Wednesday, July 6, 2011

The “when” of counting employees for damage caps in federal discrimination cases

Counting is wonderful,
Counting is marvelous,
Counting’s the best thing to do.
Counting is happiness,
Counting is ecstasy,
I love to count, don’t you?
– Counting Is Wonderful, Sesame Street
Under the Civil Rights of 1991, the sum of the non-economic damages (future pecuniary losses, emotional pain, suffering, inconvenience, mental anguish, loss of enjoyment of life, other non-pecuniary losses, and punitive damages) in Title VII, ADA, and GINA cases is capped between $50,000 to $300,000, depending on how many employees a defendant “has … in each of 20 or more calendar weeks in the current or preceding calendar year.” According to Hernandez-Miranda v. Empresas Díaz Massó, Inc. (1st Cir. 6/29/11), when you count employees for purposes of determining the number of employees depends on how you define “current.”

In that case, a jury awarded the plaintiff $300,000 in damages in her sexual harassment lawsuit, in which she proved that during her employment as a construction worker, she was forced to perform oral sex on a supervisor multiple times and was also subjected to extreme, continuing sexual abuse by coworkers and supervisors, all of which her employer ignored. The district court reduced the jury award to $50,000, using the year of the verdict to measure the number of employees.

The 1st Circuit, falling in line with other cases from the 4th, 5th, and 7th Circuits, concluded that the “current” year is the year the discrimination occurred, not the year of the verdict. In doing so, the court examined the policies behind the statute’s caps on damages:
It is clear that Congress did intend to protect …smaller employers … from ruinously large awards…. Congress, we believe, intended such protection for those who were small employers at the time of the discrimination, and not those who by happenstance or design became smaller employers between the time of discrimination and the time of the verdict.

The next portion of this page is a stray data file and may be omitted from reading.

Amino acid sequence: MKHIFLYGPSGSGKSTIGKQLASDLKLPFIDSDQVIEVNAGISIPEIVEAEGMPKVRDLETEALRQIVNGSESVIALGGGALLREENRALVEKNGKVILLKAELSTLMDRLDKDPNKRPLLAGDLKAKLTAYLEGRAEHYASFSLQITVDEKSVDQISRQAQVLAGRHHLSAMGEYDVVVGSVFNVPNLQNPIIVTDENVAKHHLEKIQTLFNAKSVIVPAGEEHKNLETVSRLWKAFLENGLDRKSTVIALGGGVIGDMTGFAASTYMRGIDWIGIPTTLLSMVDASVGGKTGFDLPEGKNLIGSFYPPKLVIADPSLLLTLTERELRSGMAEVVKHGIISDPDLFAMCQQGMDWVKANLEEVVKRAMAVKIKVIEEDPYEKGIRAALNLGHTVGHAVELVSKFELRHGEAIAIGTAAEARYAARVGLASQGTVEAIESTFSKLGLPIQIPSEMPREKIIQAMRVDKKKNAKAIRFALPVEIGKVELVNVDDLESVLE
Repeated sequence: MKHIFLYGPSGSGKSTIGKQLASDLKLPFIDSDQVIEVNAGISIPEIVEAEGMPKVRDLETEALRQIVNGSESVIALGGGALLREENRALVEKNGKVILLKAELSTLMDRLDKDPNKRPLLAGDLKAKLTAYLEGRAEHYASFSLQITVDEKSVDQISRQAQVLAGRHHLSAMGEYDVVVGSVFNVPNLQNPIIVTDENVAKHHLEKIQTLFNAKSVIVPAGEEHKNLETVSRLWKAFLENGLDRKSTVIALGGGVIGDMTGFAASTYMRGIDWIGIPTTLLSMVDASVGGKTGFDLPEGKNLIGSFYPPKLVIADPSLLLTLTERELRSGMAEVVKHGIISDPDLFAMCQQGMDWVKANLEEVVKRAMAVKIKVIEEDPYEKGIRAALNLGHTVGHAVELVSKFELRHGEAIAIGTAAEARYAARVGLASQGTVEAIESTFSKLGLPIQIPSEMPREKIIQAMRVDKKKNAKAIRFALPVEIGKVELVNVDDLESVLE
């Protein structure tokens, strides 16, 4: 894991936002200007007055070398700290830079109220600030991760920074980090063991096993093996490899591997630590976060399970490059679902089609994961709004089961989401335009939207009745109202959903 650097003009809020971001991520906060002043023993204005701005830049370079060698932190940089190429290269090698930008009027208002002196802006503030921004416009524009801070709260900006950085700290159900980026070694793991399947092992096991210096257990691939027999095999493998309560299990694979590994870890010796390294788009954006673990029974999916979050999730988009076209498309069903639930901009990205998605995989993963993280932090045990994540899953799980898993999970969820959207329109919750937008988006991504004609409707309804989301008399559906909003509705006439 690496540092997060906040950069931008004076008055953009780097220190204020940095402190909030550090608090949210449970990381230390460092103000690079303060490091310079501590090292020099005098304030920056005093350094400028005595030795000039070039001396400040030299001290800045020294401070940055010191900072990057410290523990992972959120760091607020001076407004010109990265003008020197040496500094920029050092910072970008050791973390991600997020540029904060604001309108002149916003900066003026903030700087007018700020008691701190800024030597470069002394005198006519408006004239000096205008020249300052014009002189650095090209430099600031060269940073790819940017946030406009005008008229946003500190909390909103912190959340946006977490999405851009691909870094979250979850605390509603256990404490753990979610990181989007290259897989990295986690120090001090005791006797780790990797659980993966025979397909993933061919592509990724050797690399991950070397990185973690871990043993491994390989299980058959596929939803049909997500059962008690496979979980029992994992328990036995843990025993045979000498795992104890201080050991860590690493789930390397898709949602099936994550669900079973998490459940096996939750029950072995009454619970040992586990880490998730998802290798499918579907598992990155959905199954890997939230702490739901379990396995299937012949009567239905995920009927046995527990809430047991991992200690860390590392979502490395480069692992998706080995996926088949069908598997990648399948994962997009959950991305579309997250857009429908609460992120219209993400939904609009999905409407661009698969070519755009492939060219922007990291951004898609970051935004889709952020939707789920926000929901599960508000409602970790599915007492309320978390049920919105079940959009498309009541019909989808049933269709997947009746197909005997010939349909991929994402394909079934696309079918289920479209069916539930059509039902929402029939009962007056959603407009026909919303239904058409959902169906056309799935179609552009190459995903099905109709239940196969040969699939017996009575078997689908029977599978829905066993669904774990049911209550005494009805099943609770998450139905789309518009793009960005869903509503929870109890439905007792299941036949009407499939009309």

This construction best serves Title VII’s purpose of encouraging resolution of disputes before litigation commences. This purpose … is best advanced by providing clarity and certainty as to the size of potential damage awards from the outset of a dispute. [Non-economic damages] are inherently more difficult to value precisely than the back pay damages traditionally available under Title VII, rendering this type of clarity and certainty all the more important in allowing litigants to make informed decisions about settlement.
Clarity and certainty of potential liability also allows for both sides to set realistic litigation budgets and evaluate whether cases are worth bringing and defending. Such clarity and certainty allows businesses to set adequate reserves, disclose those reserves in annual reports as necessary, and make assessments about whether and how much to insure against the risk of litigation.
Therefore, a court must count the number of people employed when the discrimination took place. The number of employees at the time of the verdict is irrelevant.

The court also concluded that because an employer must affirmatively move to apply the damage caps, it is the employer’s burden to prove the number of employees during the relevant time period.

This case has three important takeaways for businesses:
  1. Depending on a business’s size, these caps can have sizeable implications. For example, the ruling in Hernandez-Miranda increased the recovery from $50,000 to $200,000. If you are a small employer (500 or fewer employees) defending a Title VII, ADA, or GINA lawsuit, you omit evidence of the number of employees at your peril.
  2. If it makes a difference, introduce evidence of the number of employees both during the year of the discrimination and during the year of the trial. Until the Supreme Court weighs in on this issue, the law is in flux. There is no guarantee that this court will have the final say on this issue, and a different circuit can reach a different result.
  3. Ohio’s tort reform statute, which also provides caps for punitive damages, but which lacks the same language as its federal counterpart, is likely unaffected by Hernandez-Miranda. Ohio small employers defending state-law claims should not necessarily look to the Hernandez-Miranda ruling for relief.